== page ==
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Estate Planning Optimized


Estate Planning Optimized

We tend to equate estate planning with preparing for death and gifting assets to loved ones. In the face of both longer life spans and increased awareness (thanks COVID?) that anything can happen at any time, we are wise to take note: estate planning is not just about death, it’s about living too.


Care Plans, Medical Decisions, Guardianship…

Of course money matters—and so does making sure that if we experience a capacity decline, or have a sudden accident or illness, decisions and care for ourselves and minor children are set up in line with our hopes and expectations. That’s why, at it’s heart, careful estate planning is about so much more then assigning assets to beneficiaries. Parks & Jones offer this summary of the types of important decisions and plans a well done estate plan can set in motion:


Disposing of one’s assets after death is one of the primary goals of estate planning, but it is not the only goal. Contrary to popular belief, estate planning has applications both before and after death. In addition to specifying what will happen to your assets after death, an estate plan can also be used for the following purposes (and more): 


  • Establishing a medical advance directive 
  • Choosing a trusted individual as your personal representative to make decisions on your behalf should you become incapacitated 
  • Protecting your assets from the estate tax (such as through an irrevocable trust) 
  • Protecting your assets from creditors
  • Circumventing potential family disputes over the distribution of your assets
  • Controlling the amount of money your beneficiaries receive 
  • Avoiding the potentially lengthy and costly probate process 
  • Ensuring that your minor children are cared for in the event of your death 
  • Proactively planning for long-term care


These estate planning basics will help you move into further action. Of course when you do start working with an estate planner, you will need a handle on your assets, be they few or many, and these tips may come in handy too. Importantly, when you make an estate plan, you will designate a loved one, friend or professional to serve as your fiduciary. This person is generally referred to as an executor, trustee, or personal representative, depending on your circumstances and region. If you have minor children, it is also important to designate a guardian.


Regardless of the specifics of your estate plan, the fiduciaries you appoint have a legal responsibility to carry out your affairs, in accordance with the intentions set forth in your estate planning documents, like a will and or trust, and the law. When representatives are designated, fiduciary bonds, alternatively referred to as estate bonds, can be required as a safeguard for the interests of the estate and beneficiaries. Learn more about estate bonds right here.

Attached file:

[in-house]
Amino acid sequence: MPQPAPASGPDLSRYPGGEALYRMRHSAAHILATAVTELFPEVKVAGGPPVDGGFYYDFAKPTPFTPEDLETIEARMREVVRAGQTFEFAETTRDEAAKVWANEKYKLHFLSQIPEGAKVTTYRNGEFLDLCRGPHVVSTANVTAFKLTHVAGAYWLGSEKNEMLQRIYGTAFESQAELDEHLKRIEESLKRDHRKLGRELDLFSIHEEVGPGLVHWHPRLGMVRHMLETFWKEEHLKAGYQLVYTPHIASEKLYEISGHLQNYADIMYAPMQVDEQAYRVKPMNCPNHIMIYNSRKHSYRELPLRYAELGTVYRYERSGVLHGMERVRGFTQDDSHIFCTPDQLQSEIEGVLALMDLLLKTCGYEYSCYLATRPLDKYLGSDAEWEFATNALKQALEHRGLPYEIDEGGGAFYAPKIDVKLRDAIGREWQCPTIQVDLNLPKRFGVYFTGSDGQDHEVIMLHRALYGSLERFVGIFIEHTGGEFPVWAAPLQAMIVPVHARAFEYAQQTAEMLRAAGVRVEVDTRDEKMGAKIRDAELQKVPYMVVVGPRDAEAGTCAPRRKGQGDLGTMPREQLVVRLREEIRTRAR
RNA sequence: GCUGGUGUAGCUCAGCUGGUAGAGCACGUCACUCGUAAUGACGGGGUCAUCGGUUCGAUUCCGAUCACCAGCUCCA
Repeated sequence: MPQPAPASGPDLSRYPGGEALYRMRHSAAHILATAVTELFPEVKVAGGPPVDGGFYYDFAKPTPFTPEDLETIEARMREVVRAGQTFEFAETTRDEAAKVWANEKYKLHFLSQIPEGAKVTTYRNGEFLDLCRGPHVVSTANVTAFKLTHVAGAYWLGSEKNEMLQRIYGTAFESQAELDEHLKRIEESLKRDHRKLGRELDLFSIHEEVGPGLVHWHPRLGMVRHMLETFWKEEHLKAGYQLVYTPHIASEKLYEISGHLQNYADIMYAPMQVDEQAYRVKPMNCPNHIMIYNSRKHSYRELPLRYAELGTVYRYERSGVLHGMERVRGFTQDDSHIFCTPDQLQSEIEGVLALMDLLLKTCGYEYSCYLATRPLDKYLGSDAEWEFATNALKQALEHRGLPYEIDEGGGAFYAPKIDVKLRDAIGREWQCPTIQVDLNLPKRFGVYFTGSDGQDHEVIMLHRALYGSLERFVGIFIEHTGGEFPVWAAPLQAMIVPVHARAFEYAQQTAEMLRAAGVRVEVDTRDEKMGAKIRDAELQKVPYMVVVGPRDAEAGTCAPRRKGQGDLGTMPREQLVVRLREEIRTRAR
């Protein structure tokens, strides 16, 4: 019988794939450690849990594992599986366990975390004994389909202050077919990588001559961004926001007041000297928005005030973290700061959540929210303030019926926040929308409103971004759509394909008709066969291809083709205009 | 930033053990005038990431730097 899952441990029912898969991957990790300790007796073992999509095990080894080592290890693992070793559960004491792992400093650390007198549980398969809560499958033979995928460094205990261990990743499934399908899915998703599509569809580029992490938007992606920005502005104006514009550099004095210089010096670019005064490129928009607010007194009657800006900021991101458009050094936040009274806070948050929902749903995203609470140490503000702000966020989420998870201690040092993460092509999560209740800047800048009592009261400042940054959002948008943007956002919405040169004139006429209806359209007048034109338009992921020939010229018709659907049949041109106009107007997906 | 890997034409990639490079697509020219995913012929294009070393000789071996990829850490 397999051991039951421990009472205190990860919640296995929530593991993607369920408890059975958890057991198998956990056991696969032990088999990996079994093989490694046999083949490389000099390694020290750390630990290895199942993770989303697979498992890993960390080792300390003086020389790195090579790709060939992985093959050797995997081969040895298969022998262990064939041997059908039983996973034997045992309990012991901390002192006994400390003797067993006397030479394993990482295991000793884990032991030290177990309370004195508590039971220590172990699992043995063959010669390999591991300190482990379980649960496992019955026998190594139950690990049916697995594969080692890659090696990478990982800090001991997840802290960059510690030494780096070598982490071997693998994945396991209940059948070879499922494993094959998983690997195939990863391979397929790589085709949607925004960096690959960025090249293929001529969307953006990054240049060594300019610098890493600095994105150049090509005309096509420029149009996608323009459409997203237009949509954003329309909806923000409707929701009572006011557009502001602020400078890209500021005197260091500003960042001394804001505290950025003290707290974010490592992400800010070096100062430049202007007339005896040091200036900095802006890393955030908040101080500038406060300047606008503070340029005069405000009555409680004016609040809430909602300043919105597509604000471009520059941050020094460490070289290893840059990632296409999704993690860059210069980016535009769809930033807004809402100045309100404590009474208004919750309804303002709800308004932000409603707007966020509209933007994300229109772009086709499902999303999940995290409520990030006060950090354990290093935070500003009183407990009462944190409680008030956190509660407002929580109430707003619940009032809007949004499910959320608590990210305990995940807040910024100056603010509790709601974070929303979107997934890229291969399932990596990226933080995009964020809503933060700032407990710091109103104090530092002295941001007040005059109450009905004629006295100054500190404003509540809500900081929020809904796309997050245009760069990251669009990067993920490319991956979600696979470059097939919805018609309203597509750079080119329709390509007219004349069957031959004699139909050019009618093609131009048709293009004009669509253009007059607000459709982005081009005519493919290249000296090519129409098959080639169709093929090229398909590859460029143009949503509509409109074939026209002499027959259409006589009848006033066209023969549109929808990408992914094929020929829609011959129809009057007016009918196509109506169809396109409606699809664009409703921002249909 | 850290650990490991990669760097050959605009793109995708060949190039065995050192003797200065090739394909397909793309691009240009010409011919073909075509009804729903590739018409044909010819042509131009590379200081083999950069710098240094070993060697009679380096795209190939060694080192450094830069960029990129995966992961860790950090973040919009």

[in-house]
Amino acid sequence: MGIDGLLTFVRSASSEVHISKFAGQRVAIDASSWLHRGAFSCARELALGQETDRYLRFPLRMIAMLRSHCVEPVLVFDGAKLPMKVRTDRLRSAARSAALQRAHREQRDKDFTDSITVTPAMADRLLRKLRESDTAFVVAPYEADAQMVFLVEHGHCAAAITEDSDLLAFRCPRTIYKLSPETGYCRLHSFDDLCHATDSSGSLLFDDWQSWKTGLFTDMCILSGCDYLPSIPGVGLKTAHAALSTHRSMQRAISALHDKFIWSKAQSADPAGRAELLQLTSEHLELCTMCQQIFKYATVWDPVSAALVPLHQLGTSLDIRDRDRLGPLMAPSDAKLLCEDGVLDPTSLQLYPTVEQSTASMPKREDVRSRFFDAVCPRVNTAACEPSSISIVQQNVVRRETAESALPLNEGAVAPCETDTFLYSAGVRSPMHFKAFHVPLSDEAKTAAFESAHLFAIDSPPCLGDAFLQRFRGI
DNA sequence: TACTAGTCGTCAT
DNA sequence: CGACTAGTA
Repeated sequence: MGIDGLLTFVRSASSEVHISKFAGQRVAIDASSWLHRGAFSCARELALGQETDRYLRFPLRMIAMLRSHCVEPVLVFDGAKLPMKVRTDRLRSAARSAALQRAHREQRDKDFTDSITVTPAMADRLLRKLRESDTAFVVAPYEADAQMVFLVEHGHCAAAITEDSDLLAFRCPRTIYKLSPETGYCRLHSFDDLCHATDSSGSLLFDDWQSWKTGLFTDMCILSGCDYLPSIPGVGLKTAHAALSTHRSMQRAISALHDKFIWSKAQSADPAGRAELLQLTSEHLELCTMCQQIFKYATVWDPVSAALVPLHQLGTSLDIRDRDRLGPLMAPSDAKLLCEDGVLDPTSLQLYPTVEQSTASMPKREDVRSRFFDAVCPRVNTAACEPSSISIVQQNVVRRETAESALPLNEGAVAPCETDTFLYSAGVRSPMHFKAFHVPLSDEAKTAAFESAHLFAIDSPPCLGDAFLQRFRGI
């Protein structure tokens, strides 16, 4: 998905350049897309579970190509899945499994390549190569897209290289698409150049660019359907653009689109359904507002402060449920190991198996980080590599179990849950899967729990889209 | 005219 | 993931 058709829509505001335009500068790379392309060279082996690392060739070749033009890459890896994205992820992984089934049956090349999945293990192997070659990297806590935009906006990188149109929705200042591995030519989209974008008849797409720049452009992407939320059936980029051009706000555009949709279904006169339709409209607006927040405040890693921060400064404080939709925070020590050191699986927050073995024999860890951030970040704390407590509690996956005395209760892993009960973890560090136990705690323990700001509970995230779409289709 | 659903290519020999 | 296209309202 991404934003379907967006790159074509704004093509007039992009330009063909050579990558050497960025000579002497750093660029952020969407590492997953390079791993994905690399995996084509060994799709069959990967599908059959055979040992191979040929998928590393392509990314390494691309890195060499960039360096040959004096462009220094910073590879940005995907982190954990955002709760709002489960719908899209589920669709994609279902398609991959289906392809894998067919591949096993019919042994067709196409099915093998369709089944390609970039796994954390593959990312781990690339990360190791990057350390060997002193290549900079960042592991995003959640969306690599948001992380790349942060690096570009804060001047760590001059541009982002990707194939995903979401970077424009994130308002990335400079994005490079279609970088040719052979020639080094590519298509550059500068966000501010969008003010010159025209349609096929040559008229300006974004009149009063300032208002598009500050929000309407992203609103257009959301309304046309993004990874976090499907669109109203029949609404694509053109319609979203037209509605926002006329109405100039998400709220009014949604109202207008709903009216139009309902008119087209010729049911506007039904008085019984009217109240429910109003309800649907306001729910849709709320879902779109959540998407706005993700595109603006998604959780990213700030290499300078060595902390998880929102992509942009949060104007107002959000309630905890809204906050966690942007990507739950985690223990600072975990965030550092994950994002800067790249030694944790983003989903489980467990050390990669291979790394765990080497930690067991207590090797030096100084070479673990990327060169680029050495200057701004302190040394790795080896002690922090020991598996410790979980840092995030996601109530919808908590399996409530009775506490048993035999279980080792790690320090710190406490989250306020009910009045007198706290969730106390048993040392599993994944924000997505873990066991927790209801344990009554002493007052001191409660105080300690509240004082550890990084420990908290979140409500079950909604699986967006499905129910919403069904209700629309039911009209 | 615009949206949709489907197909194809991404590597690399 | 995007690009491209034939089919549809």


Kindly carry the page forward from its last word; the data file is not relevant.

At Colonial, a leading national provider of all types of fiduciary bonds, the steps to obtaining estate bonds  and all other types of fiduciary bonds are easy: get a quote online, fill out the information, and enter a payment method. Print or e-file the bond from anywhere—even the law office.


Choose and Obtain Estate and Fiduciary Bonds In Minutes Here.


Good To Know

You might be further along with your estate plan then you realize: if you have a bank account and a retirement plan, you probably already named beneficiaries on them, right? This is part of estate planning and it’s a good idea to organize a list of your various accounts and the named beneficiaries as you work toward a more complete estate plan. Keep in mind too, that once you lay out your plans and make a will and or trust, you also need to periodically review and update them, as attorneys remind us:


Life can change quickly. Changes such as marriages and births can result in estate plans becoming outdated and failing to take into account the presence (or absence) of certain heirs, including spouses and children….The best way to avoid accidentally omitting a spouse or a child is to update your will after every major life event, including marriages, births, and deaths….


Estate Law Practice?


Colonial Surety’s here with direct and speedy fiduciary bonds  including: administrator, estate, executor, guardian, personal representative, probate, surrogate, trustee, conservator and more.


Uniquely, Colonial Surety provides bonds to meet the specific requirements of just about any obligee, in any state of the country.

Use our complimentary business service, The Partnership Accout® for Attorneys, and you’ll even be able to coordinate and manage all the bonds needed to keep your clients and cases moving—right  from your own private dashboard.


Our customers consistently say, we’re the quick and easy way to get exactly the right bond. See for yourself today: The Partnership Accout® for Attorneys.


Founded in 1930, Colonial Surety Company is a direct writer of a wide range of bonds and insurance products.  Colonial is rated “A Excellent” by A.M. Best Company, U.S. Treasury listed, and licensed for business everywhere in the USA.